Borrell Asserts Israel Cannot Veto Palestinian Self-Determination

On Tuesday, European Union foreign policy chief Josep Borrell emphasized that Israel does not possess the authority to “veto” Palestinian statehood. This statement comes in the midst of a heated debate between Prime Minister Benjamin Netanyahu and the international community regarding the post-Gaza war scenario.

Borrell conveyed to reporters during a press conference in Brussels, “Israel cannot hold a veto right over the self-determination of the Palestinian people.” He underscored that the right to self-determination, acknowledged multiple times by the United Nations, cannot be subject to a veto.

As Netanyahu works to strengthen political backing, particularly on the right where support has been diminishing, his recent stance against Palestinian statehood has become increasingly explicit. Despite the insistence of the United States, the EU, and moderate Arab nations on a two-state resolution post-war, the prime minister remains resolute in his opposition.

Netanyahu underscores the perceived existential risk to Israel, emphasizing the critical role of IDF security in both Gaza and the West Bank. The international community contends that these territories should be integral to the eventual borders of a Palestinian state.

Borrell presented the EU’s 27 foreign ministers with a draft of a peace plan on Tuesday, advocating for the bloc’s adoption and utilization as a roadmap for implementing a two-state solution. The proposal is grounded in the pre-1967 lines, designating eastern Jerusalem as the Palestinian capital. The plan emphasizes the initiation of an international peace process to kickstart the proposed framework.

Vocal in expressing disapproval of Israel

He has been vocal in criticizing Israel’s actions in the Gaza war, suggesting that the international community may need to consider imposing a two-state resolution to the conflict.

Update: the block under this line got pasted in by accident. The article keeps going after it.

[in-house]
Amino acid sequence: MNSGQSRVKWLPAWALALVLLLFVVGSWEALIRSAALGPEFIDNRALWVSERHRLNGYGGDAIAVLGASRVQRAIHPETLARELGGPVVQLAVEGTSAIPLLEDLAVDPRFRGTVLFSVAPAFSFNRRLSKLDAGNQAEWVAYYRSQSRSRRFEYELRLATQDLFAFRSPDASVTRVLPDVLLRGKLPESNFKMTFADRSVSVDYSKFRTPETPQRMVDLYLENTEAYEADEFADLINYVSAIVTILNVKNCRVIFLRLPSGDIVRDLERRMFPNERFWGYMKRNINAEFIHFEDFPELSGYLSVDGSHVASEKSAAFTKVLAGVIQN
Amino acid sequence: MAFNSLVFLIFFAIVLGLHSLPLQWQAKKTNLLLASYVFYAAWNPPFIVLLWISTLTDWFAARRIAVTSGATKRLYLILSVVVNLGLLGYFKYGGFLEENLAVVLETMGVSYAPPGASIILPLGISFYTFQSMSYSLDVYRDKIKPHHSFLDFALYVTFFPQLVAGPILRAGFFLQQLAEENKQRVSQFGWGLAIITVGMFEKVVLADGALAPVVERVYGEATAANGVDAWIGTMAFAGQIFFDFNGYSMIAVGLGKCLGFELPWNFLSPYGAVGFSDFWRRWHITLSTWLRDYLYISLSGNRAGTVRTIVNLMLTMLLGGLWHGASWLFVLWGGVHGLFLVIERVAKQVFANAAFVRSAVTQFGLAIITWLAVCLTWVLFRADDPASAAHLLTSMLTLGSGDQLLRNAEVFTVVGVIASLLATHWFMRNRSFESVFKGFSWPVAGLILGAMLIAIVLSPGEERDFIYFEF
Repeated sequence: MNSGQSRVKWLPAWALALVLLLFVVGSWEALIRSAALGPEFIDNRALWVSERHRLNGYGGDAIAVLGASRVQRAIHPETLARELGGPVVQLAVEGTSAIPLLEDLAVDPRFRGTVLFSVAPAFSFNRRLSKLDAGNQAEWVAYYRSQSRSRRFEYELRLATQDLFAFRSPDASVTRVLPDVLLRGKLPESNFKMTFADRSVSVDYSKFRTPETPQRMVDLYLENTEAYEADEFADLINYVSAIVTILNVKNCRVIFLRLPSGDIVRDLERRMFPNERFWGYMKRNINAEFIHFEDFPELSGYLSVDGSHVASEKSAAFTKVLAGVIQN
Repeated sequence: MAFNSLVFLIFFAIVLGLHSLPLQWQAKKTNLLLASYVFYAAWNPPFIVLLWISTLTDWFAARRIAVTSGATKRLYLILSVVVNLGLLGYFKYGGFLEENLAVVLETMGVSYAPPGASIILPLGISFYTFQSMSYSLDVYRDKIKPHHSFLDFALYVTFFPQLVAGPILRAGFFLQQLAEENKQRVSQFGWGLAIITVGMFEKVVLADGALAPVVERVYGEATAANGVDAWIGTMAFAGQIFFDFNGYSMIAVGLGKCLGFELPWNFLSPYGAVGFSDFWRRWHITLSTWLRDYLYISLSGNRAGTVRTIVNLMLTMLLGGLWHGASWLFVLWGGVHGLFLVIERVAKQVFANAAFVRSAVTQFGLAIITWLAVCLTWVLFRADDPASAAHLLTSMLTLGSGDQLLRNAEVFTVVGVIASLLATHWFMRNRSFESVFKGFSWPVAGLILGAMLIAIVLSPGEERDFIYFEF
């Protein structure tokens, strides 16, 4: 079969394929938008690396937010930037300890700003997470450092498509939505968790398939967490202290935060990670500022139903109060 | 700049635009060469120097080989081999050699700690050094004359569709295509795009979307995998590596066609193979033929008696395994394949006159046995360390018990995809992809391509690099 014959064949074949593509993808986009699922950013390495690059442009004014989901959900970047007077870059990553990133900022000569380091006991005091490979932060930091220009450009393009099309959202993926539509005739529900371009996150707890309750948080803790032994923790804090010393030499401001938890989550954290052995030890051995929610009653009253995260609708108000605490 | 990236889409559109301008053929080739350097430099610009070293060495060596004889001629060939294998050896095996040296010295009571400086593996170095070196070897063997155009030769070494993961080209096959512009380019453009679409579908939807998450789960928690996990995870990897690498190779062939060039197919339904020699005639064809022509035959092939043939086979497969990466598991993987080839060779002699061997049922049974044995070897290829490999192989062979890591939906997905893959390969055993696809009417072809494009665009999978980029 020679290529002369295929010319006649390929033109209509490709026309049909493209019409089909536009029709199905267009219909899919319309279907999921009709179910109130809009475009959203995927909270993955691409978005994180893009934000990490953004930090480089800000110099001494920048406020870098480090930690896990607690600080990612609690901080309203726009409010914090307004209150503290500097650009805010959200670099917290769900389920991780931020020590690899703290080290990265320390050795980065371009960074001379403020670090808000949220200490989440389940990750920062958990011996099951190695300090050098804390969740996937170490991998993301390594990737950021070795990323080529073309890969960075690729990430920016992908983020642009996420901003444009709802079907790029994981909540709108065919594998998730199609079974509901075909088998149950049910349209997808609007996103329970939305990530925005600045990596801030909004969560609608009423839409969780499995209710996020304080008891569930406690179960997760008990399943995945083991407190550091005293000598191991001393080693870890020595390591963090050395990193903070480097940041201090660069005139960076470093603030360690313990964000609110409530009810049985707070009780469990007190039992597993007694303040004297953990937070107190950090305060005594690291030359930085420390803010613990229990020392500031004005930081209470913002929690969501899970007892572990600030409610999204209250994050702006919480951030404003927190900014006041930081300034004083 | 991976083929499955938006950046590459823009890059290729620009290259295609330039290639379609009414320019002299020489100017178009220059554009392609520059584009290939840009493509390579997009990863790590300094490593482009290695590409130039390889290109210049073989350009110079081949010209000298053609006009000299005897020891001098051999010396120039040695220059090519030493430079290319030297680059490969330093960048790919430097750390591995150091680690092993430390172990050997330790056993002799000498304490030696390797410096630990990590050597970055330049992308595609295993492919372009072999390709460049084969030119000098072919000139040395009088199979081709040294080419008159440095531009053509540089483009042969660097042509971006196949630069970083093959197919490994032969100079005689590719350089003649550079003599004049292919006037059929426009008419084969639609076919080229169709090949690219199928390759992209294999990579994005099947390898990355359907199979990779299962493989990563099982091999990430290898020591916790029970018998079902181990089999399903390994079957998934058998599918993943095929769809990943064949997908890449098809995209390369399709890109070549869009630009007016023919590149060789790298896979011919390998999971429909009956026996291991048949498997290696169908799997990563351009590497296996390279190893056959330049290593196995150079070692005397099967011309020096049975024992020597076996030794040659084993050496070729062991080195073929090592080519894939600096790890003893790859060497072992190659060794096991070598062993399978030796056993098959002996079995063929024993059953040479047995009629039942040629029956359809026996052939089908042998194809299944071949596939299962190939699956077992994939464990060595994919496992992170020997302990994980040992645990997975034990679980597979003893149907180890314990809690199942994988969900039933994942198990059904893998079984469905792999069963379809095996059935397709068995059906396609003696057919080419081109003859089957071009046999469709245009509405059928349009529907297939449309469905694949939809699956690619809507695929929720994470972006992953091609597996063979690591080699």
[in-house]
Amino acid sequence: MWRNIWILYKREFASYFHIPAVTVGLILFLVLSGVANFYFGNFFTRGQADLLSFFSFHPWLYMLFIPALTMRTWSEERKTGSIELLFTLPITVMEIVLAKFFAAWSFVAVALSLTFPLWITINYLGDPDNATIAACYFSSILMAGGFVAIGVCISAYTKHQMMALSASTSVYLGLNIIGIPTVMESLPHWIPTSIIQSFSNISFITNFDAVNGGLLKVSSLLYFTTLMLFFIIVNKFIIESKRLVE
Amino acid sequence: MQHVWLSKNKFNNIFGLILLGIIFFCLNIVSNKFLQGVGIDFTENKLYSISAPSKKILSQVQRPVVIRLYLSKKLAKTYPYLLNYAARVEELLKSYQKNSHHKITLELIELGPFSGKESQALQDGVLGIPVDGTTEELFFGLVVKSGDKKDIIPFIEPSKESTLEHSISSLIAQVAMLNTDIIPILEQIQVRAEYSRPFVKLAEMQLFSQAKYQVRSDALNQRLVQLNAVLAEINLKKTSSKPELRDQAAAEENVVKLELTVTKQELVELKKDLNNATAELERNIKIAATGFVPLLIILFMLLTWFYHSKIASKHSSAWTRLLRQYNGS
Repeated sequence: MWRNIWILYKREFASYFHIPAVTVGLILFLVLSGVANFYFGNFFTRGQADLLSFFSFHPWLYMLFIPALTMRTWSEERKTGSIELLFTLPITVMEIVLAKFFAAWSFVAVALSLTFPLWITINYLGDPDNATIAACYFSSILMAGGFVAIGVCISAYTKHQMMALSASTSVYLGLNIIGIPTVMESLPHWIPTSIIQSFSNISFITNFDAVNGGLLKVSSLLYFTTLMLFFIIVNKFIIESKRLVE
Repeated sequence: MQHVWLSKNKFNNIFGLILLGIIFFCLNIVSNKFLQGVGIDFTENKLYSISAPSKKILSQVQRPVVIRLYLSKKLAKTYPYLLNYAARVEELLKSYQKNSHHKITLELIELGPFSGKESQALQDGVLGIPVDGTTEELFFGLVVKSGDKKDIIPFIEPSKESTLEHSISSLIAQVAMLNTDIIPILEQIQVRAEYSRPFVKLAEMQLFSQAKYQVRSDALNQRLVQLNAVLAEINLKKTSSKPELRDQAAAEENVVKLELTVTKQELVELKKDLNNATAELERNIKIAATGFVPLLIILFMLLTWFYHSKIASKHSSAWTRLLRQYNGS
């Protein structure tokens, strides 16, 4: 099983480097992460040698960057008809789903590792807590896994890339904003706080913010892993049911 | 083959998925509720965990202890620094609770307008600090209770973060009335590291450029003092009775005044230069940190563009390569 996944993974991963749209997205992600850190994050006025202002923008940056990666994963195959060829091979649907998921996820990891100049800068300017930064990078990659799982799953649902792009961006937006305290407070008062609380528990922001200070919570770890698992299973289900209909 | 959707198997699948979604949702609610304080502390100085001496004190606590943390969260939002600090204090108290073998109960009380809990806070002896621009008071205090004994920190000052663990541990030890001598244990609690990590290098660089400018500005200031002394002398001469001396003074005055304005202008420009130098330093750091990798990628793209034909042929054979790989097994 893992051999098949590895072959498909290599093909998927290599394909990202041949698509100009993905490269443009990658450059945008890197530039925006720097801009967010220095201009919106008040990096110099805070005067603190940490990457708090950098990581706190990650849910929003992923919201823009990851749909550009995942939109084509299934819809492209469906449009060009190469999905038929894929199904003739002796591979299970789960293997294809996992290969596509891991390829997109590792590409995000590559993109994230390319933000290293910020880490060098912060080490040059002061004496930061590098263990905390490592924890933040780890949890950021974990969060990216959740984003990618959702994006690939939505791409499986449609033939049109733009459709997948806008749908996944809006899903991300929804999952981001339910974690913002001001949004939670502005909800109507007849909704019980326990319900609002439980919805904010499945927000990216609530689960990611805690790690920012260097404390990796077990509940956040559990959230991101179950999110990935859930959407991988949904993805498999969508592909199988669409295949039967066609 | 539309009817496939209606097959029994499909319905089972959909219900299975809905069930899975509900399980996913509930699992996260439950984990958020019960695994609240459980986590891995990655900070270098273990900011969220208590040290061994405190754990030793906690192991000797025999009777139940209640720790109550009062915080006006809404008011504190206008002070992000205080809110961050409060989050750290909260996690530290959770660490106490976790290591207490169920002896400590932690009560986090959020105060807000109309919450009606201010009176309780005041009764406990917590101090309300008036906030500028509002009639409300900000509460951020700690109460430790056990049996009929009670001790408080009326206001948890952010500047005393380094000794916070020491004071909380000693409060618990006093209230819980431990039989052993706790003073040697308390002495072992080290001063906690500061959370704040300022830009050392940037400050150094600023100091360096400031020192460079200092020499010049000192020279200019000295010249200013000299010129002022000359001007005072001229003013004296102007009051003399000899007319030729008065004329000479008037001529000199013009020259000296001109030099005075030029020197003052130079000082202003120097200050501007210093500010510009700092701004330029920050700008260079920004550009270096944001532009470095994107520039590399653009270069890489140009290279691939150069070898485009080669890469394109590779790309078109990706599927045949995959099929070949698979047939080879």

Borrell emphasized the need to shift from discussing a “peace process” to actively implementing the two-state solution. While historically the US and the EU maintained that recognition of Palestinian statehood should follow a final status agreement, the Palestinian Authority, in the absence of progress, has argued for unilateral statehood recognition over the past decade.

During a meeting with EU foreign ministers in New York, Palestinian Authority Foreign Minister Riyad Malki called on the Security Council to recognize “Palestine” as a UN member state. Malki presented two paths—one leading to Palestinian freedom and the other perpetuating endless conflict in the region. He asserted that Israel should dispel the illusion that continued occupation can lead to regional peace.

Malki pointed out that just as the Palestinians were not granted a ‘veto’ right over Israel’s admission to the UN 75 years ago, Israel does not have a veto right over the admission of the State of Palestine today.

Responding, Israel’s Ambassador to the UN, Gilad Erdan, reminded the Security Council that the IDF withdrew from Gaza in 2005. He highlighted the threat posed by Hamas, referencing their promise to repeat the October 7 attack. Erdan questioned the consequences of a ceasefire before dealing with Hamas, asserting that it would allow the group to regroup, rearm, and launch another attack.

Erdan pointed out the contradiction, saying, “Calling for a ceasefire and proposing a solution to the conflict simultaneously is a complete oxymoron. It’s impossible to have both. Given that Hamas aims to annihilate Israel, supporting a position that allows Hamas to remain in power contradicts any genuine desire for a resolution to the conflict.”

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